Tuesday, April 7, 2009

Mercedes E500 W211 DIY Alignment

Mercedes DIY Wheel Alignment

Why?? I purchased one of those life time alignments from Firestone back in 2007. The first time, the alignment is perfect. Car was running straight, nice print out of specs, no problems. Then, I replaced my ball joints and lower control arm. I brought the car back to the local Firestone. 2 hours later, no print out, car was pulling to the right. Worst then when I first installed the lower control arm without an alignment. A week later, I brought my car to a second Firestone. The guy aligned it again, told me it was way off. Another 2 hours, he was done. He drove it around the block, told me it was still pulling, then proceeded to adjust my tie rods WITHOUT the machine. WTF!?!?!?!!? He told me his eyeballs were more accurate then the machine. I drove home, car was still pulling. I decided if I wanted this to be done right, I need to do it myself.

Of all my alignments, I don’t think they have ever adjusted the camber or caster, only toe.

This method, is a combination of all the different DIY articles I’ve seen on the web. I believe, is the least expensive, most accurate and easiest method out there. I spent less than $10.

Tools needed:

Straight wood Stick 8 feet long ($1.89)

Two 2x4 wood blocks (Already have)

Metallic Sharpie ($2.89 – packet of 2)

13 MM Open end and an adjustable wrench (Already have)

4 vinyl Floor Tiles ($.89 each)

Bearing Grease (Already have)

Jack (Already have)

1) Put the 8 foot stick in front of the tires and select a spot on the tire that has the best contact.

2) Jack up the car, and using a metallic Sharpie, draw a line around the tire while it is rotating. I used a drill vice to hold the Sharpie to make a perfect line.

3) Loosened the tie rod ends’ lock nuts

4) I have a long drive way, so I drove it back and forth twice, then rolled into my garage

5) Just before stopping, I placed homemade turn plates in front of the tires, proceeded to drive on to them. (Homemade turn plates –Bearing Grease sandwich using 12x12 vinyl non-adhesive floor tiles. I was able to turn the wheels with my hand. Be sure to leave the keys in the ignition to prevent the steering lock from engaging)

6) Make sure your steering wheel is straight

7) I placed the 8 feet 1x2 stick in BACK of the front tires. Using two 2x4 blocks, I placed the stick as high as I can without touching the car.

8) I made exact matching marks on both sides of the stick as the two sharp lines on the tires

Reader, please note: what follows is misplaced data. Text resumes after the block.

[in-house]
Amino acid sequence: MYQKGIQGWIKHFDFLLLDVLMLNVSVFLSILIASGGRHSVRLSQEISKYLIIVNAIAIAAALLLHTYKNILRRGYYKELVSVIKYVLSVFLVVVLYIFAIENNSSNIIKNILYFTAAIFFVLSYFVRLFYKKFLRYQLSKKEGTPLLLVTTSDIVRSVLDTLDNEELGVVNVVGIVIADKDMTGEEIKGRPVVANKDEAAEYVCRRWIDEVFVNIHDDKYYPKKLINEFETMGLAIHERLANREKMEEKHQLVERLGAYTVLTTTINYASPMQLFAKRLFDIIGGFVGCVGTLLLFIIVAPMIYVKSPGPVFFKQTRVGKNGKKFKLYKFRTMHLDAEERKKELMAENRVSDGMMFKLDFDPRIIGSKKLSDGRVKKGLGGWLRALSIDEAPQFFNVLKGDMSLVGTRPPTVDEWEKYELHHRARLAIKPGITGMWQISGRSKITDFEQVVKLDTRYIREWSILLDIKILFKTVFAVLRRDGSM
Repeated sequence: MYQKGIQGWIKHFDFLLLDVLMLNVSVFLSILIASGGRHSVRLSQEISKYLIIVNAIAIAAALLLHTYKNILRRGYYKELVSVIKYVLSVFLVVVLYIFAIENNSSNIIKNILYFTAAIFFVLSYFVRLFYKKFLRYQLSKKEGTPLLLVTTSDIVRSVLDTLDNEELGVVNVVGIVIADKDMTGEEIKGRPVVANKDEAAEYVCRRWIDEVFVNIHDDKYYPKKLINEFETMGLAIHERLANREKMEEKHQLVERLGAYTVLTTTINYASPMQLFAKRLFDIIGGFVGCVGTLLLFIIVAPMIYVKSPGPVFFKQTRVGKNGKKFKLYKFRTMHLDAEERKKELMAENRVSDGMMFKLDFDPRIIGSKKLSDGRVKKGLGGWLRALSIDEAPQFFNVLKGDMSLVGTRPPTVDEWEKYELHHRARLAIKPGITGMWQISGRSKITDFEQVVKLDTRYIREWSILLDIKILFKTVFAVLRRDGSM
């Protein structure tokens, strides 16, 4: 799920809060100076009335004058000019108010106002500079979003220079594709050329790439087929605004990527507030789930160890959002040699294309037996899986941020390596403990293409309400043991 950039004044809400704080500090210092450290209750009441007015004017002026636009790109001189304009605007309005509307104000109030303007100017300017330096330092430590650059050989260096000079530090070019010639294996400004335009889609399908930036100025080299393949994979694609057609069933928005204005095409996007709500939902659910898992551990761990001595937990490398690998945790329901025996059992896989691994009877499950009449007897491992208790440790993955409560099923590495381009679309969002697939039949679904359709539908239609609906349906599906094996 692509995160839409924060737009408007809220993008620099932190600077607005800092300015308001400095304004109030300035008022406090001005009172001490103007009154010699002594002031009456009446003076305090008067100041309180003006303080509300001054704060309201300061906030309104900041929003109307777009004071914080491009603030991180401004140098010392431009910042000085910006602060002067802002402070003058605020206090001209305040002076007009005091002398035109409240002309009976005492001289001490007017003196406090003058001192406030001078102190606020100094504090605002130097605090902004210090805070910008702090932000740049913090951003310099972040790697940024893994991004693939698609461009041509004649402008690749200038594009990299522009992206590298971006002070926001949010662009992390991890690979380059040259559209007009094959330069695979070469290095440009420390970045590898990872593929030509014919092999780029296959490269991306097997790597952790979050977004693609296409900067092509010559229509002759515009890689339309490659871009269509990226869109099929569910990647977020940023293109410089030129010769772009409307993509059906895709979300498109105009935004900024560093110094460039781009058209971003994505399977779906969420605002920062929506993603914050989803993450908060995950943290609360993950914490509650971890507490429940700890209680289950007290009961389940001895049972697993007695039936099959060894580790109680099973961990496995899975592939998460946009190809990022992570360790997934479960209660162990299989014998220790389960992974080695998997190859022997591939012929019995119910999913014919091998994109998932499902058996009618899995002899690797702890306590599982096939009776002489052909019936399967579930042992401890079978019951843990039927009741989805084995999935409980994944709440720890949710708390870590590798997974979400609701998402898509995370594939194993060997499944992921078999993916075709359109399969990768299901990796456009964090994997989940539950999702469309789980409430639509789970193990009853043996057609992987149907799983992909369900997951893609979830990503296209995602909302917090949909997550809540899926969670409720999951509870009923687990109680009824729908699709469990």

9) Now, I moved the stick to the front of the front tires using the same blocks. Be sure to match one of the marks to the tire line. I chose to match the driver side tire because I have more space in my garage on that side. (you will only need to make one additional mark)

10) On the passenger side tire, you see the difference between the measurements of the marks and the lines on the tires (my car had a toe out condition, almost ½ inch).

11) If your car is out of alignment, you will see the difference between the two marks.

12) Your perfect alignment will be the mid-point between the two marks.

13) Proceed to adjust your tie rod ends – I recommend moving both rod ends in small increments until the tire lines match with the correct alignment marks on the stick. (Remember, you only need to adjust half that distance since the rear of the wheel will also move as you adjust the tie rod end)

14) Tighten your rod ends, turn your steering a few times, and re-measure front and back. Make sure the alignment is perfect.

15) Now you have perfect alignment.

I truly believe this toe alignment is more accurate than any machine can achieve.

Note: This method is usually better then string methods since the string method is not accurate if every one of your measurements are not perfectly squared with what you are measuring. With this technique, measurement errors are not introduced into the alignment process.

Note: Also, you can put a slight toe in (front of the wheels are slightly pointed in) on your alignment, which helps with high speed stability.

“Toe is always adjustable in production automobiles, even though caster angle and camber angle are often not adjustable. Maintenance of front end alignment, which used to involve all three adjustments, currently involves only setting the toe; in most cases, even for a car in which caster or camber are adjustable, only the toe will need adjustment.”

Check out my DIY Lower Control Arm and Ball Joint Change: